letters

The recent Audit Commission review of national findings on hospital catering services (news, pages 4-5, 27 September) is welcome since it identifies a number of inadequacies in the nutritional care of patients in hospital and suggests ways to deal with them while patients are in hospital.

But continuity of care between hospital and the community needs further consideration. The length of hospital stay is usually short: on average patients spend as little as 5 per cent of their illness in hospital. Malnutrition usually arises in the community, and many deteriorate further during hospital stay. Between 20-40 per cent of patients in hospital are malnourished.

During a patient's short stay in hospital, time is usually inadequate to fully treat malnutrition. However, studies show that malnutrition is not detected in 70 per cent of malnourished patients during their hospital stay. It is vital that health professionals diagnose malnutrition and that there is continuity of care so that it is treated when the patient returns to the community. Without a unified approach to nutritional management that ensures communication and continuity of care between different settings, malnutrition will continue to adversely affect well-being and clinical outcome, with huge cost to individuals and society.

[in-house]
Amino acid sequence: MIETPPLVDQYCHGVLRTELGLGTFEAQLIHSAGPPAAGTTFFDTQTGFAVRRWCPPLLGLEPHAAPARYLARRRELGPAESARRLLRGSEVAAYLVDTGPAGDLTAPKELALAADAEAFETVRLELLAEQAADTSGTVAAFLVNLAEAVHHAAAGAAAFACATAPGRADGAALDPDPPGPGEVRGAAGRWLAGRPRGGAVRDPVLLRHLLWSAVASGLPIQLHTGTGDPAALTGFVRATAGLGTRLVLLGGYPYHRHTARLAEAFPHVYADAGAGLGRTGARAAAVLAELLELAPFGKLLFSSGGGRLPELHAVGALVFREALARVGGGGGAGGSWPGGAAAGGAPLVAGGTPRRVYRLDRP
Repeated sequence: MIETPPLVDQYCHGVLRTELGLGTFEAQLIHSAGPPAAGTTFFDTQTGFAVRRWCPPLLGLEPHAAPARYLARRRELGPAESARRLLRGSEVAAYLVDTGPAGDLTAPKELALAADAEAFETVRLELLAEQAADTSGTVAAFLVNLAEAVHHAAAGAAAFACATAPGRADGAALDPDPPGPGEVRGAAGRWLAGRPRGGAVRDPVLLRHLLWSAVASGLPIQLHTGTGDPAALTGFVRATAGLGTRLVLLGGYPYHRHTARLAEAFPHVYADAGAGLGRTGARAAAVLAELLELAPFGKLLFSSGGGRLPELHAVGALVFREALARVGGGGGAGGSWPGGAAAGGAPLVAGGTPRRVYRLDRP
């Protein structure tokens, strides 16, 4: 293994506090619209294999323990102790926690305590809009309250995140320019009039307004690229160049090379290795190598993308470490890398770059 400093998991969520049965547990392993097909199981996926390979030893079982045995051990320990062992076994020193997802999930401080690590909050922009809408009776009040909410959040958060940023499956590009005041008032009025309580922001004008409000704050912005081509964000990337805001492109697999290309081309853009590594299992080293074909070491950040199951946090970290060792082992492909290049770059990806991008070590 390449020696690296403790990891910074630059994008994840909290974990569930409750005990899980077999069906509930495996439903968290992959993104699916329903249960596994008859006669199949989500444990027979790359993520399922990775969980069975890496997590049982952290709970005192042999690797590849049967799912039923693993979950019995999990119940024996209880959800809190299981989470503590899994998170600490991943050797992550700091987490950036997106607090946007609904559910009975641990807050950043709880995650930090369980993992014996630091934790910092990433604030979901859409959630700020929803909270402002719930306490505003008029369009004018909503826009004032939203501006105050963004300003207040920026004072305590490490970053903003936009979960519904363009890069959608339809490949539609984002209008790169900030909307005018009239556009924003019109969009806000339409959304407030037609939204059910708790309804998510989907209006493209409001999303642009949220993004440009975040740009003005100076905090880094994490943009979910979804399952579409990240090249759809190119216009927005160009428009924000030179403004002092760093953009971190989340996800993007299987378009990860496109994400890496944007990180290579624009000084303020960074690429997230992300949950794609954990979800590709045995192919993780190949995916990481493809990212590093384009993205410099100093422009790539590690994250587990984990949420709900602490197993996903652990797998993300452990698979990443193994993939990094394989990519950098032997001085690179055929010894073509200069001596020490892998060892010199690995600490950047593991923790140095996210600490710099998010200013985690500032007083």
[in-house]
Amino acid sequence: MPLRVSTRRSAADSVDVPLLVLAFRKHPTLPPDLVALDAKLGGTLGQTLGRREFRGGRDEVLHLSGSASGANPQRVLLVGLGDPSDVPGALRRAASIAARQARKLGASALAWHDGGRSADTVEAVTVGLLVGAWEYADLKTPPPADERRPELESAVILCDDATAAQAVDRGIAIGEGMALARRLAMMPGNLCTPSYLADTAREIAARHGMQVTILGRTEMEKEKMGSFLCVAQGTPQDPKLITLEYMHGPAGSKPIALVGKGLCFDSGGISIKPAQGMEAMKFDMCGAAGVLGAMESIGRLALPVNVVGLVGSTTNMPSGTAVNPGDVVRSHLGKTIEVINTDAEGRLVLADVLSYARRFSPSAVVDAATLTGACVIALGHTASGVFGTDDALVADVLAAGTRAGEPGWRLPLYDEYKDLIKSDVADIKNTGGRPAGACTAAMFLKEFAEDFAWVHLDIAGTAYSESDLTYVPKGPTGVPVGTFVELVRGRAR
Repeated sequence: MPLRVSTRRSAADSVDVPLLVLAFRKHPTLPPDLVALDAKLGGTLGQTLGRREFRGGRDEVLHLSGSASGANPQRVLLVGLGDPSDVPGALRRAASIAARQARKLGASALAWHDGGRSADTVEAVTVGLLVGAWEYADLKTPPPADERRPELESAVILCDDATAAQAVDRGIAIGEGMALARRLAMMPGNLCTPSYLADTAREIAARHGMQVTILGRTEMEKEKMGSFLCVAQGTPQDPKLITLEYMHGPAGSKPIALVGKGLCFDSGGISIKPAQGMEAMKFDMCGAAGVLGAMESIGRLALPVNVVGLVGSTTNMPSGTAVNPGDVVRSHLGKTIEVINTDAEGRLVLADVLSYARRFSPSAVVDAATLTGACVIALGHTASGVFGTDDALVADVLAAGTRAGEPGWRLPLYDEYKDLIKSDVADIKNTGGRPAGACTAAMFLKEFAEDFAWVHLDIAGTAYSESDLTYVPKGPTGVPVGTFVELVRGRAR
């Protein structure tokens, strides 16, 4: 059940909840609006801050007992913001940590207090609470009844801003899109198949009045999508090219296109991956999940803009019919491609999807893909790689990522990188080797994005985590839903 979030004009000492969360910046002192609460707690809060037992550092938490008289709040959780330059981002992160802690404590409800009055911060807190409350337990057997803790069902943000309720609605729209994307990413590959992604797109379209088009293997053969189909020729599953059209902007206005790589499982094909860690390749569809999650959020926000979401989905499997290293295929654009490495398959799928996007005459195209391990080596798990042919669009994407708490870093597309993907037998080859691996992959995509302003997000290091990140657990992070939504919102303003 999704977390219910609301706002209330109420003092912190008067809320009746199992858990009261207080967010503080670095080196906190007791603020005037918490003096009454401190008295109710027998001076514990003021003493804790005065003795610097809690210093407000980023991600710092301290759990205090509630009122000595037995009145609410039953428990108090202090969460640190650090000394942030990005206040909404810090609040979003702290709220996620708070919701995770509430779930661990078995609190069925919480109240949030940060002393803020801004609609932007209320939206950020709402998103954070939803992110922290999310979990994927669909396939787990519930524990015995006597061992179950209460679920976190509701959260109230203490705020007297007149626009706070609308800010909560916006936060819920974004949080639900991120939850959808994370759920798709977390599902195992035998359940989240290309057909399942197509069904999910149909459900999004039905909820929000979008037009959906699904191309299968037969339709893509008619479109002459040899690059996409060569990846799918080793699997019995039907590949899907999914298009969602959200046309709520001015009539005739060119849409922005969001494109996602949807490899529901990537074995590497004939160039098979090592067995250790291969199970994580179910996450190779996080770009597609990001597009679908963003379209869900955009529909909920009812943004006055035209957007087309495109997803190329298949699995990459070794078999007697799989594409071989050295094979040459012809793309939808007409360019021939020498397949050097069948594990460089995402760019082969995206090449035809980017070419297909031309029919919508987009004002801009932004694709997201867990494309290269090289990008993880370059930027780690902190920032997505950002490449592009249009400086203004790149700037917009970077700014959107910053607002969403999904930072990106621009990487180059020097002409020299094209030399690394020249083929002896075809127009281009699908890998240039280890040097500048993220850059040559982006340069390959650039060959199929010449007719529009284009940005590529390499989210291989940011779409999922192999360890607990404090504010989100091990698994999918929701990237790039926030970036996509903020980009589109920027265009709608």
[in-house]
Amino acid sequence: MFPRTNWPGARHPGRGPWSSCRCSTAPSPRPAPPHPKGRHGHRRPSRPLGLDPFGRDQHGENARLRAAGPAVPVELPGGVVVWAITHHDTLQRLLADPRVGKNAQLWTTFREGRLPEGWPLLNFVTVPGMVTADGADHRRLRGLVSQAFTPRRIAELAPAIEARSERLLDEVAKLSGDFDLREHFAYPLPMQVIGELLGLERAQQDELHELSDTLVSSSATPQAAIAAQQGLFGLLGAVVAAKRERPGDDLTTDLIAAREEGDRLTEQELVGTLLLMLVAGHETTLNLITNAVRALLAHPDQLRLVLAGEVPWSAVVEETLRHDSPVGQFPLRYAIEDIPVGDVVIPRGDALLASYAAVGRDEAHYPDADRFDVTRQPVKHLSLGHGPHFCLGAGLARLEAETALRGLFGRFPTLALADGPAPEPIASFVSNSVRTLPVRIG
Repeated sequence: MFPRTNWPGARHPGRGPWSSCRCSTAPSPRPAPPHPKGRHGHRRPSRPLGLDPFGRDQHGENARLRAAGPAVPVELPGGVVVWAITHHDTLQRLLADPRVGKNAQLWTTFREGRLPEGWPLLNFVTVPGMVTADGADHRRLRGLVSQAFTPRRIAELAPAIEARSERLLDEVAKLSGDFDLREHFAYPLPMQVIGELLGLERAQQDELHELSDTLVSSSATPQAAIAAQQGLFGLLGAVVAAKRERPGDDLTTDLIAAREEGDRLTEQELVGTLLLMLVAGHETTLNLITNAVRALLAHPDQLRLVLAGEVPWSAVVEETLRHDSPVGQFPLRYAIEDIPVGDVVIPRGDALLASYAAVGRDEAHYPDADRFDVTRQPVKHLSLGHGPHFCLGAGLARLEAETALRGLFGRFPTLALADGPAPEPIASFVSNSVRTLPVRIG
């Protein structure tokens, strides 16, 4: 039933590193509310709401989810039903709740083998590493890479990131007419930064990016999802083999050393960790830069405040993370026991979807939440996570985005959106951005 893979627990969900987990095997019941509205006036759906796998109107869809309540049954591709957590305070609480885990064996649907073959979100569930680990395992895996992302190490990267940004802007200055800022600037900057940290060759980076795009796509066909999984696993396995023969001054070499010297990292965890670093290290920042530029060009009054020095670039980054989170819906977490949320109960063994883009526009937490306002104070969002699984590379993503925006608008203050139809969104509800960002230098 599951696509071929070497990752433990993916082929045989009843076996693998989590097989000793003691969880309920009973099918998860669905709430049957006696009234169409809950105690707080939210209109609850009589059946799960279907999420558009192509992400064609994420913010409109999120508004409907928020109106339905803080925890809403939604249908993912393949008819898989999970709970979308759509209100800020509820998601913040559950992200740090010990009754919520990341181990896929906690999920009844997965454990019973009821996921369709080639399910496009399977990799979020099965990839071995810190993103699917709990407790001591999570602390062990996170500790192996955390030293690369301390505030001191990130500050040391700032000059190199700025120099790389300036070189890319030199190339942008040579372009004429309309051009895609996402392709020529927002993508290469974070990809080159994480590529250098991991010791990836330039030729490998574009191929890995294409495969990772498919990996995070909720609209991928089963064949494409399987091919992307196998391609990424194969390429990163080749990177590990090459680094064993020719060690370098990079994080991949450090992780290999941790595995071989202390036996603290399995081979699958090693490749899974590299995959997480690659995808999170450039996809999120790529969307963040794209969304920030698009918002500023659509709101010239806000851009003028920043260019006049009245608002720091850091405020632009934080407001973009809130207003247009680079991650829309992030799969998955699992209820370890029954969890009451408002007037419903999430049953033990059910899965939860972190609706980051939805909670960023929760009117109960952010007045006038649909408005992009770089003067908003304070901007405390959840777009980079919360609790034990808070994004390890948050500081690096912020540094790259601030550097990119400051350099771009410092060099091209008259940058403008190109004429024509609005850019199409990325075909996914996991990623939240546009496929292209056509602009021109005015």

Marinos Ella Professor of clinical nutrition and metabolism and Chair of the Malnutrition Advisory Group